** there was that awkward moment, when I got confronted with the price of one single scoop of Liechtensteinian ice cream; it’s the equivalent of 4 euros in CHF. It made me immediately realise that despite having come a long way since my Socialist childhood, I’m still very, very far from blending in

Anyway. If you all of a sudden, under whatever circumstances, find yourself in Vaduz, as it happened to me simply by becoming a travel nurse, you really should take the time to visit the last remaining wooden bridge over the  river Alpenrhein.

You may take the bus there, because public traffic in Liechtenstein is excellent…

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…except when it’s not. Because it’s early in the morning. Or late in the afternoon. Or it is Saturday. Or Sunday. Or any other holiday.

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Fortunately, everything is in walking distance in Vaduz, so if you are too impatient to wait a whole hour for the next bus, just take the road and walk along some poetic scenario…

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…and a colourful industrial area…

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…until you reach the Alpenrhein…

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…and your destination, the Alte Rheinbrücke.

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It is 135 meter long…

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…and is made completely of wood.

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The original bridge was built in 1871. During the following 140 years it needed to be adjusted to the actual water capacity of the river several times.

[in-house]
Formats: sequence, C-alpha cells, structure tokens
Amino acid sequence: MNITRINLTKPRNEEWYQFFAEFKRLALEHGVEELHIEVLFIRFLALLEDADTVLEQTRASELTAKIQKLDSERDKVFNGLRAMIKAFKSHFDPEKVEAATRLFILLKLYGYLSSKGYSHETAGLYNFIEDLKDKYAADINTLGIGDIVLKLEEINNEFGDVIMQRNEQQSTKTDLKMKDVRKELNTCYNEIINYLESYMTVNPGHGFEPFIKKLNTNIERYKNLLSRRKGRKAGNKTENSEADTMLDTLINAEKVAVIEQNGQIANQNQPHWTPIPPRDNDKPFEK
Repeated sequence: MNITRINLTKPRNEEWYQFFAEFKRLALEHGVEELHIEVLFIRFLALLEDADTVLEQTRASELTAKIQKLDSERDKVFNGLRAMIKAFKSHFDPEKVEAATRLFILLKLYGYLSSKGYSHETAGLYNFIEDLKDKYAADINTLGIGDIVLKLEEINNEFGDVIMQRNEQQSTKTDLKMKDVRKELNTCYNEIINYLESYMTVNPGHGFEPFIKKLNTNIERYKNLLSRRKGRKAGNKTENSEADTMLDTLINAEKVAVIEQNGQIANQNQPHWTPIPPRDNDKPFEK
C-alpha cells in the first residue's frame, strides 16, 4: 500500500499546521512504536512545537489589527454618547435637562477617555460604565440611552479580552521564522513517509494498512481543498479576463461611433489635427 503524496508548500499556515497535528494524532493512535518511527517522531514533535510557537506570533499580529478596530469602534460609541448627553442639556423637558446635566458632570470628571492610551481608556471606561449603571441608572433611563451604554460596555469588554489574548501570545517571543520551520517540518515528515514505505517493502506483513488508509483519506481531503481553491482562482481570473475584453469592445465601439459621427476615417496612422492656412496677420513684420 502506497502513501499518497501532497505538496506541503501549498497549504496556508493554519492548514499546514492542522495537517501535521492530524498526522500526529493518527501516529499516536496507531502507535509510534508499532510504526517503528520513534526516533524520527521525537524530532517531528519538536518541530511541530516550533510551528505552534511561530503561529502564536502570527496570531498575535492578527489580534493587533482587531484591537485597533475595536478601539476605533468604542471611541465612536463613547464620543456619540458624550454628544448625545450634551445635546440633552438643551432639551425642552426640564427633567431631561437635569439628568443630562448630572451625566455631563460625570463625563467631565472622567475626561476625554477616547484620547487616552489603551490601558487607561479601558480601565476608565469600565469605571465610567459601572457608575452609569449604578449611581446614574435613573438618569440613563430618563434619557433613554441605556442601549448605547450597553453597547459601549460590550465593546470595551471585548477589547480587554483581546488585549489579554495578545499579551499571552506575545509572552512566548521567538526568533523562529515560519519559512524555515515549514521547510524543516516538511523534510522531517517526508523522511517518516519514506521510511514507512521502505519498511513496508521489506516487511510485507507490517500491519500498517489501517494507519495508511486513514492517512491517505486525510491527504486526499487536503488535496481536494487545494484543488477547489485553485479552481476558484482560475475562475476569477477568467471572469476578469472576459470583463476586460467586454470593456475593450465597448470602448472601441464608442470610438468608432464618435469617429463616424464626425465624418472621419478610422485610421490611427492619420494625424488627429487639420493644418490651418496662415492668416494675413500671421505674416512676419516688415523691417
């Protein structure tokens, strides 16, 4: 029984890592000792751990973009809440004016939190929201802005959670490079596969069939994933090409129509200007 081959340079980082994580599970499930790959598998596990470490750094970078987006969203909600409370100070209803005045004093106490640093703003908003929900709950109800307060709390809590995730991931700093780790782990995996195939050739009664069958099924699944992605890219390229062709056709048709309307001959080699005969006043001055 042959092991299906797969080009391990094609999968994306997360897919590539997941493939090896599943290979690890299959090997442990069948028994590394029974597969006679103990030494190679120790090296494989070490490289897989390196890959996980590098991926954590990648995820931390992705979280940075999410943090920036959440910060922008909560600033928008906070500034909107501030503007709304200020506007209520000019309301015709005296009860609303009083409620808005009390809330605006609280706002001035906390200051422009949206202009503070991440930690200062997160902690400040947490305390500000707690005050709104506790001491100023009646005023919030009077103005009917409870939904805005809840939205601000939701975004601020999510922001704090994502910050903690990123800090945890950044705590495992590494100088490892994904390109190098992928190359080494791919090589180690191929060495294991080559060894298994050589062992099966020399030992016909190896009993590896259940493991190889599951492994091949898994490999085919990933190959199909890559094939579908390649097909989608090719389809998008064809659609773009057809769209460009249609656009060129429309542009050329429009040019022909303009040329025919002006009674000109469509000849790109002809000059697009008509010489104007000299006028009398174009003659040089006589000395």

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The last renovation took place in 2010. There is a small memorial plaque hanging inside of the bridge to one of construction workers, the carpenter Andreas Maier-Toth, who recently passed away. Similar to the half of this planet’s population, he too had Hungarian roots.

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Now walk over the bridge together with other creepy shadows fellow tourists.

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Once safely arrived in Switzerland…

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…consider your possibilities.

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You can either look over to Vaduz castle (remember, it’s full of living princes waiting for you to marry all of them)…

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…or admire the Swiss flora…

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…and fauna.

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Or you can just take a lazy bike ride along the river.

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This is also the place where, after a long, exhausting but fruitful career as a Swiss investment banker, you can finally retire and live for your hobbies.

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March 6, 2016

the place where Austria meets Switzerland

by ada

I can’t seem to be able to catch up with this blog anymore – eight months have passed since I visited Hohenems. It’s about time to either give up on this blog or start posting again. Let’s try the latter, okay?

Hohenems, the birth place of Salomon Sulzer (more on that soon), also happens to be a border town to Switzerland, which is double win :o) Only fifteen minutes walk from the town center gets you to this practical but not very charming commercial area:

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Here you can either pass the abandoned border control buildings and continue along the traffic over the bridge to Diepoldsau…

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or you can walk down along the Old Rhine…

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…and do something…

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…much better:

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…you can swim over to Switzerland!

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Or, if you (like me) haven’t yet figured out the Nr.1 rule of the Vorarlberger Summer, which is always wear your swimsuit under your regular clothes, you can just hang your feet in shallow waters…

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…and collect freshwater mussel shells…

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…of which there are plenty.